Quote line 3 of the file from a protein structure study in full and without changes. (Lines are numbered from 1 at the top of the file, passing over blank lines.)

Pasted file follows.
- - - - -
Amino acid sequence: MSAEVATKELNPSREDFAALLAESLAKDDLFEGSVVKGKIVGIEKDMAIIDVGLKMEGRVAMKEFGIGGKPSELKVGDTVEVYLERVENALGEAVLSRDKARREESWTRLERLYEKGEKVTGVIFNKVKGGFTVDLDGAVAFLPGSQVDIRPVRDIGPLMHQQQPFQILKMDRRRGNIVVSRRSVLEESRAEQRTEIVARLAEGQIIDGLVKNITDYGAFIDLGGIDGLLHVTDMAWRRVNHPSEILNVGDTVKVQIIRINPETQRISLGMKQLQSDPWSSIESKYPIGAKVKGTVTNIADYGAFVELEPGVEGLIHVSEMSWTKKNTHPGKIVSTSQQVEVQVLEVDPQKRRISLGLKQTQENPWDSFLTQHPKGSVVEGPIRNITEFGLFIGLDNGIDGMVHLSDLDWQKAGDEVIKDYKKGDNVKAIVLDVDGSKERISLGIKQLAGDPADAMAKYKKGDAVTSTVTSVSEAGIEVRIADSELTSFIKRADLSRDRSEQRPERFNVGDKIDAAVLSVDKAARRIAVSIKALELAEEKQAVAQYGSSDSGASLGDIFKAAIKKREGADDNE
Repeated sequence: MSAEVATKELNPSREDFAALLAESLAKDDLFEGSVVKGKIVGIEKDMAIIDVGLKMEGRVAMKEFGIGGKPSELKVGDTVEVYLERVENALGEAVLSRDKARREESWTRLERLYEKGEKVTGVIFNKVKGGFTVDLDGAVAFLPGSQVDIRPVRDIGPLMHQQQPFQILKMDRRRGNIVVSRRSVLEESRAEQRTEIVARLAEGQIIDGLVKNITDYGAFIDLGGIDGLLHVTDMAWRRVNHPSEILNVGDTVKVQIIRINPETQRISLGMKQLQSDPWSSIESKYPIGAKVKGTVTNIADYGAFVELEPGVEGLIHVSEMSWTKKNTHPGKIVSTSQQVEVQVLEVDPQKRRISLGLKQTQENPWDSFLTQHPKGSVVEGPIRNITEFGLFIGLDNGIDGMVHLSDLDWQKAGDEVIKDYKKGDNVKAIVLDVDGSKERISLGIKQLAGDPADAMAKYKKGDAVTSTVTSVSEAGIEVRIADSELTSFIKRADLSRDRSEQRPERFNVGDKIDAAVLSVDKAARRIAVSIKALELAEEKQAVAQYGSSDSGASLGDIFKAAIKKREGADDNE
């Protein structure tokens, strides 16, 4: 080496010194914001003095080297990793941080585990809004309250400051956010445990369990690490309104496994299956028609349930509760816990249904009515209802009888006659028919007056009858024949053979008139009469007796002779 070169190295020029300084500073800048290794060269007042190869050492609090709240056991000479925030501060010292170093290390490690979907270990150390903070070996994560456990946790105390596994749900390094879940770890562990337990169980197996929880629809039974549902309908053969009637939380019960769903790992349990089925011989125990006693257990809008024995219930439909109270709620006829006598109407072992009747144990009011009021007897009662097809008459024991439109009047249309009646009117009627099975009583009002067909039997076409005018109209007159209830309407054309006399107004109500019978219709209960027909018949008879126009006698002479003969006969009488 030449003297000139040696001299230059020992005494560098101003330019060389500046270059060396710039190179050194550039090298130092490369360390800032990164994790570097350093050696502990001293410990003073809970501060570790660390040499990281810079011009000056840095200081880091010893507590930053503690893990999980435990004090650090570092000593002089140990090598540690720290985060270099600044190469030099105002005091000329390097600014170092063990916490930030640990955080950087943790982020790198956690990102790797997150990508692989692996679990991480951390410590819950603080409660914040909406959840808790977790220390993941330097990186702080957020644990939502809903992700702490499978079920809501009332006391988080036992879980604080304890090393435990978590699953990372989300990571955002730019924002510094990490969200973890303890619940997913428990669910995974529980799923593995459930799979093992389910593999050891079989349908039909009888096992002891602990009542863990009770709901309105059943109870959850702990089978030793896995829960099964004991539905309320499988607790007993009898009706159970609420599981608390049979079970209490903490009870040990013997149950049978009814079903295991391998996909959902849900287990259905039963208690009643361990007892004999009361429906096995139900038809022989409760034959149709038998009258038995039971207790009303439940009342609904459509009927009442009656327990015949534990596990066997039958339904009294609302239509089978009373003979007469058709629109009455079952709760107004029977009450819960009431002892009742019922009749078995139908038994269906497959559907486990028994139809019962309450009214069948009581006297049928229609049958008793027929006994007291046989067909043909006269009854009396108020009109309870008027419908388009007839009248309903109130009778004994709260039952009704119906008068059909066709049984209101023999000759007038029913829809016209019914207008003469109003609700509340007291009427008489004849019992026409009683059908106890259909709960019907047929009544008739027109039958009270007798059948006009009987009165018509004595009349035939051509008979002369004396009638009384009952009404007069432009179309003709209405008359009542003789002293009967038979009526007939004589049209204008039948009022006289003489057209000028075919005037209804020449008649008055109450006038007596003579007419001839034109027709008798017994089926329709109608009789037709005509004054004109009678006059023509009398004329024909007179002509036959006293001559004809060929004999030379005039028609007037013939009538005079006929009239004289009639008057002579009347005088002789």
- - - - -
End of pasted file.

């Protein structure tokens, strides 16, 4: 080496010194914001003095080297990793941080585990809004309250400051956010445990369990690490309104496994299956028609349930509760816990249904009515209802009888006659028919007056009858024949053979008139009469007796002779 070169190295020029300084500073800048290794060269007042190869050492609090709240056991000479925030501060010292170093290390490690979907270990150390903070070996994560456990946790105390596994749900390094879940770890562990337990169980197996929880629809039974549902309908053969009637939380019960769903790992349990089925011989125990006693257990809008024995219930439909109270709620006829006598109407072992009747144990009011009021007897009662097809008459024991439109009047249309009646009117009627099975009583009002067909039997076409005018109209007159209830309407054309006399107004109500019978219709209960027909018949008879126009006698002479003969006969009488 030449003297000139040696001299230059020992005494560098101003330019060389500046270059060396710039190179050194550039090298130092490369360390800032990164994790570097350093050696502990001293410990003073809970501060570790660390040499990281810079011009000056840095200081880091010893507590930053503690893990999980435990004090650090570092000593002089140990090598540690720290985060270099600044190469030099105002005091000329390097600014170092063990916490930030640990955080950087943790982020790198956690990102790797997150990508692989692996679990991480951390410590819950603080409660914040909406959840808790977790220390993941330097990186702080957020644990939502809903992700702490499978079920809501009332006391988080036992879980604080304890090393435990978590699953990372989300990571955002730019924002510094990490969200973890303890619940997913428990669910995974529980799923593995459930799979093992389910593999050891079989349908039909009888096992002891602990009542863990009770709901309105059943109870959850702990089978030793896995829960099964004991539905309320499988607790007993009898009706159970609420599981608390049979079970209490903490009870040990013997149950049978009814079903295991391998996909959902849900287990259905039963208690009643361990007892004999009361429906096995139900038809022989409760034959149709038998009258038995039971207790009303439940009342609904459509009927009442009656327990015949534990596990066997039958339904009294609302239509089978009373003979007469058709629109009455079952709760107004029977009450819960009431002892009742019922009749078995139908038994269906497959559907486990028994139809019962309450009214069948009581006297049928229609049958008793027929006994007291046989067909043909006269009854009396108020009109309870008027419908388009007839009248309903109130009778004994709260039952009704119906008068059909066709049984209101023999000759007038029913829809016209019914207008003469109003609700509340007291009427008489004849019992026409009683059908106890259909709960019907047929009544008739027109039958009270007798059948006009009987009165018509004595009349035939051509008979002369004396009638009384009952009404007069432009179309003709209405008359009542003789002293009967038979009526007939004589049209204008039948009022006289003489057209000028075919005037209804020449008649008055109450006038007596003579007419001839034109027709008798017994089926329709109608009789037709005509004054004109009678006059023509009398004329024909007179002509036959006293001559004809060929004999030379005039028609007037013939009538005079006929009239004289009639008057002579009347005088002789």